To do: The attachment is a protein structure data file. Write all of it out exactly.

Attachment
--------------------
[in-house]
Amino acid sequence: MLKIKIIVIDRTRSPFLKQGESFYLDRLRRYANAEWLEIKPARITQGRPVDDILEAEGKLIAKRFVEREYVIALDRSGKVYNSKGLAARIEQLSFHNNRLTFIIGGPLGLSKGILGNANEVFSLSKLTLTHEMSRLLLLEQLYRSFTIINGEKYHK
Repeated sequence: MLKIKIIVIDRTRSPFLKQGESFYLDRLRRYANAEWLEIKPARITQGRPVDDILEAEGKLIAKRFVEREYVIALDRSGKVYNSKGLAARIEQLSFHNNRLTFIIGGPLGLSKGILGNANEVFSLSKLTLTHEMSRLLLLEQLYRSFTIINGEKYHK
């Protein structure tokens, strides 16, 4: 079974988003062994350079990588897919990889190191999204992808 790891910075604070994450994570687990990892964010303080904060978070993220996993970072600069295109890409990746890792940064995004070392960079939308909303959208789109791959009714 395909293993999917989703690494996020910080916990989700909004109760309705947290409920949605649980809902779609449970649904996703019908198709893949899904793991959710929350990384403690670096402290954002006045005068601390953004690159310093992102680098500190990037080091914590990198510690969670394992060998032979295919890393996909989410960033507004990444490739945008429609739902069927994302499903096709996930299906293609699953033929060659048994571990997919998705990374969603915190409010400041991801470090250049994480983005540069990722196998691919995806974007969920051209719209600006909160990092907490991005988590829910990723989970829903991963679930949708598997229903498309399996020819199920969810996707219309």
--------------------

[in-house]
Amino acid sequence: MLKIKIIVIDRTRSPFLKQGESFYLDRLRRYANAEWLEIKPARITQGRPVDDILEAEGKLIAKRFVEREYVIALDRSGKVYNSKGLAARIEQLSFHNNRLTFIIGGPLGLSKGILGNANEVFSLSKLTLTHEMSRLLLLEQLYRSFTIINGEKYHK
Repeated sequence: MLKIKIIVIDRTRSPFLKQGESFYLDRLRRYANAEWLEIKPARITQGRPVDDILEAEGKLIAKRFVEREYVIALDRSGKVYNSKGLAARIEQLSFHNNRLTFIIGGPLGLSKGILGNANEVFSLSKLTLTHEMSRLLLLEQLYRSFTIINGEKYHK
């Protein structure tokens, strides 16, 4: 079974988003062994350079990588897919990889190191999204992808 790891910075604070994450994570687990990892964010303080904060978070993220996993970072600069295109890409990746890792940064995004070392960079939308909303959208789109791959009714 395909293993999917989703690494996020910080916990989700909004109760309705947290409920949605649980809902779609449970649904996703019908198709893949899904793991959710929350990384403690670096402290954002006045005068601390953004690159310093992102680098500190990037080091914590990198510690969670394992060998032979295919890393996909989410960033507004990444490739945008429609739902069927994302499903096709996930299906293609699953033929060659048994571990997919998705990374969603915190409010400041991801470090250049994480983005540069990722196998691919995806974007969920051209719209600006909160990092907490991005988590829910990723989970829903991963679930949708598997229903498309399996020819199920969810996707219309």